Three Swedish feminist organisations, Sweden's Women's Lobby, the National Organisation for Women's Shelters and Young Women's Shelters (Roks) as well as the empowerment organisation Unizon have published a joint appeal in the newspaper Expressen, in which they demand a state ban on "dangerous" sex robots for men.
The debaters noted that today's sex robots often have the "appearances and attributes typical of the objectifying, sexualised and degrading attitude to women found in today's mainstream pornography".
"Why are men willing to pay tens of thousands of dollars for a robot that obeys their smallest command?" the feminists asked rhetorically. "A female robot cannot say no to something that the man wants, if she is not programmed to do so", the feminists complained.
The leaders of the women's organisations claimed that fantasies stimulated by such technology may lead to real violence against girls and women. They also drew parallels with pornography, whose consumption, they claimed, leads to sexist attitudes and actual violence. The dehumanisation of women justifies slavery, and the exploitation of the female body through new technology is part of this, they claimed.
The three organisations demanded that an inquiry be made to produce proposals on "how technology and activities that normalise abuse can be restricted and prohibited".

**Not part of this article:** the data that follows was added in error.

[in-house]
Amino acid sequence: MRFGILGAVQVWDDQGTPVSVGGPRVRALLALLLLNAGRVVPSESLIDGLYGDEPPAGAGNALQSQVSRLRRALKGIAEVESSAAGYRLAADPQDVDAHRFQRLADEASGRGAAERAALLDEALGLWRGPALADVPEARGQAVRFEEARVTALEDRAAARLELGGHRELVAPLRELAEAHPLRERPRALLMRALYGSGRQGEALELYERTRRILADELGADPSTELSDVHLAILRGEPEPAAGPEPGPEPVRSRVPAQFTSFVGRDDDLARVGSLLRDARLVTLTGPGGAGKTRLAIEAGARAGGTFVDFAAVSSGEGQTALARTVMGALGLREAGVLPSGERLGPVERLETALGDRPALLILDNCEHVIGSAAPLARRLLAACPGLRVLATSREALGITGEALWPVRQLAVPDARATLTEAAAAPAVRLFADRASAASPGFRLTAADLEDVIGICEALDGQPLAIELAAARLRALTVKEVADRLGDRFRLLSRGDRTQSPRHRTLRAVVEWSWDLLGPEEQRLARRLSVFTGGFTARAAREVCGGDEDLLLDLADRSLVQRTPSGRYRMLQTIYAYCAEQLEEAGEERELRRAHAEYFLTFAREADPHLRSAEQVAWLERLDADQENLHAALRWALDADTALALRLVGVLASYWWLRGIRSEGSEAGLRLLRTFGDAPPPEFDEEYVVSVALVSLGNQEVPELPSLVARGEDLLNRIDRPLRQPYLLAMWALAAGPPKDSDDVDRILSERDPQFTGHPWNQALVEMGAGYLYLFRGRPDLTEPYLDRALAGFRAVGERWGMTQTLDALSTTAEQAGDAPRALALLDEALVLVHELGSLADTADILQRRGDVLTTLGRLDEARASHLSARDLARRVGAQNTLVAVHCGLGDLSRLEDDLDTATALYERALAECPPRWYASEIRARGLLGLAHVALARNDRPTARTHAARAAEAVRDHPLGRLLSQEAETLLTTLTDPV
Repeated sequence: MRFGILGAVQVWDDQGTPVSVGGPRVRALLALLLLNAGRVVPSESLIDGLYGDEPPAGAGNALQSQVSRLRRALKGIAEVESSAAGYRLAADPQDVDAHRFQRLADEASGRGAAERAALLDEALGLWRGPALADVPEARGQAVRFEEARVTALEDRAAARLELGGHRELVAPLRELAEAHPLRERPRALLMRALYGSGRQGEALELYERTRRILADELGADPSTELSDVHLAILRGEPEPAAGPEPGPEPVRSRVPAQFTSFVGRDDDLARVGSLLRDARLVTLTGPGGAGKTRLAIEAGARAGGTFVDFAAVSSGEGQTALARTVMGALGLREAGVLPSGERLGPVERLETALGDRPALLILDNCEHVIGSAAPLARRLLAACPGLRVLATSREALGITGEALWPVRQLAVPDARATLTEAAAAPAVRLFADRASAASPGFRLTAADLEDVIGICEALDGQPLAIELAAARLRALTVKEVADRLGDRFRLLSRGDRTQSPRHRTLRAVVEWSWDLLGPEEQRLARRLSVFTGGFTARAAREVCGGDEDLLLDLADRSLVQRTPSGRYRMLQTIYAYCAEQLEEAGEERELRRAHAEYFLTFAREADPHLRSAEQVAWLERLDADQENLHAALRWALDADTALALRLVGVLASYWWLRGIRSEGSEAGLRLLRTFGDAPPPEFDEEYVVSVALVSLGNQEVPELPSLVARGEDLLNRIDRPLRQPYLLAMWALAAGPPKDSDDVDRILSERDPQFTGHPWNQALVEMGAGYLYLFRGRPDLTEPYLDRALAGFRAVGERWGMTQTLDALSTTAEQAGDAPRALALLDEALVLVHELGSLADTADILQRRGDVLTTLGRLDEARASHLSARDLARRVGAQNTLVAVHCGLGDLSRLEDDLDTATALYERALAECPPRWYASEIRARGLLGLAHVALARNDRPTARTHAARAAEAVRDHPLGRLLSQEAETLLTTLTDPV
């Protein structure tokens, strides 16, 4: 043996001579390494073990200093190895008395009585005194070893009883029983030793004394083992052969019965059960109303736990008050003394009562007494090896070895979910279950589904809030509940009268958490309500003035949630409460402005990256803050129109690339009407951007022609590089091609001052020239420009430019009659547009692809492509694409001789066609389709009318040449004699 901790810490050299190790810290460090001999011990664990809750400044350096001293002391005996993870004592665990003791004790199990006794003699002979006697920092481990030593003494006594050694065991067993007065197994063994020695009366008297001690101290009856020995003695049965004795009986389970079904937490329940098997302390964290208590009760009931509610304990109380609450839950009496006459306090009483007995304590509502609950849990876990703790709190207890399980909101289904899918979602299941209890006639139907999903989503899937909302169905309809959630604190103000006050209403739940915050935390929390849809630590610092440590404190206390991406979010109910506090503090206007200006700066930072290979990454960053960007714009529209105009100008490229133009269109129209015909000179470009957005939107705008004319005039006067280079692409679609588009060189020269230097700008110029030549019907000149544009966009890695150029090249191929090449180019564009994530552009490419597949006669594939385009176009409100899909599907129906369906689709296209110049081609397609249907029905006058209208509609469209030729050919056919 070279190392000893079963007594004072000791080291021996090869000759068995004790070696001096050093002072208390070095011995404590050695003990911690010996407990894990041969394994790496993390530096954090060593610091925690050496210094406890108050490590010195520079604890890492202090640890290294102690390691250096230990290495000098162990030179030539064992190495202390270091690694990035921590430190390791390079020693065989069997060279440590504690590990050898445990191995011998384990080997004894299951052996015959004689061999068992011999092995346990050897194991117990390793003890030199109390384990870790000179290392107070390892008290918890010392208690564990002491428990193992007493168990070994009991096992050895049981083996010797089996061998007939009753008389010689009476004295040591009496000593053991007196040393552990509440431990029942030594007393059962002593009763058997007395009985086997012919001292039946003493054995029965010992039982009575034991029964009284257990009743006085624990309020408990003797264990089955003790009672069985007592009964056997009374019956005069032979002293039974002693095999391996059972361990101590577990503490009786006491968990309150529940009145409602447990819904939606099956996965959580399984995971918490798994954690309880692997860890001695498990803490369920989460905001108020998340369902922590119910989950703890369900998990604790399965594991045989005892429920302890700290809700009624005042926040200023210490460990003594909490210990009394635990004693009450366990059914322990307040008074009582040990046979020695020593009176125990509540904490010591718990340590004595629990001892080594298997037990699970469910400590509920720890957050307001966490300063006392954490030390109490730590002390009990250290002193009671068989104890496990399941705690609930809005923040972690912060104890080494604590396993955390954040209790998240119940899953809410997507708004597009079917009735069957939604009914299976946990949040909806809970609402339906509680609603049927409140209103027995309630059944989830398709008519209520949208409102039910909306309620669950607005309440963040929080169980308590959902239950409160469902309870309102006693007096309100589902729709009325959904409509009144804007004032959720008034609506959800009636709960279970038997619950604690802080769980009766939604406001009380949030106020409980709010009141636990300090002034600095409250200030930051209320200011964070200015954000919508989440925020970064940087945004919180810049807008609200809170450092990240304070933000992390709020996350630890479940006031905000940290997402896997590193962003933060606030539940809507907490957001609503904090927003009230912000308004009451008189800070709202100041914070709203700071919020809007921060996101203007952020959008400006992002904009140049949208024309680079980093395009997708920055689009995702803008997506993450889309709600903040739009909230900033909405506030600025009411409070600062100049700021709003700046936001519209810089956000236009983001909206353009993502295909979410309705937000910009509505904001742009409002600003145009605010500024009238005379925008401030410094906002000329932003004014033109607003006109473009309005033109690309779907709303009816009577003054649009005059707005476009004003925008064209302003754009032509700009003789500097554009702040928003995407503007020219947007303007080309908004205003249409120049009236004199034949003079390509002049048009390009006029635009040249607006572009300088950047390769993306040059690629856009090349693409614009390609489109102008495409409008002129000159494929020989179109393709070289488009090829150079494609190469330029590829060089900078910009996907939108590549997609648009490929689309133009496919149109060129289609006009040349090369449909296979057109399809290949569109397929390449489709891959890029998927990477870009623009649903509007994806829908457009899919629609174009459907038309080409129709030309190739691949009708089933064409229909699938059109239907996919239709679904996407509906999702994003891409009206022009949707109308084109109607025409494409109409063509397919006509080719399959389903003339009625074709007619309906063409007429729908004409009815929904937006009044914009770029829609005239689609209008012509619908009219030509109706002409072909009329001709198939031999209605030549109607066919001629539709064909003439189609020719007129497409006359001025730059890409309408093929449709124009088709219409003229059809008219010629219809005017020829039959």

The feminists also want Swedish authorities to make it difficult for "brothels with sex robots and dolls" to open in Sweden. Unlike neighbouring Denmark and Finland, Sweden has yet to open an automated brothel with no human prostitutes. The organisations drew comparisons between sex robots and prostitution.
"Sweden has for 20 years had a regulatory framework that punishes sex buyers and which has reduced the demand for prostitution. <…> Now, Sweden must take the next step and dare to address the ongoing technological developments that are driven by the sex industry at the expense of real women and girls", they concluded.
Lastly, they demanded that such dolls and robots be included in sexual education curricula and addressed from a perspective that portrays the relationship between sexuality and power as problematic.
In 2014, Sweden received its first "feminist" government, which puts a special emphasis on women's rights.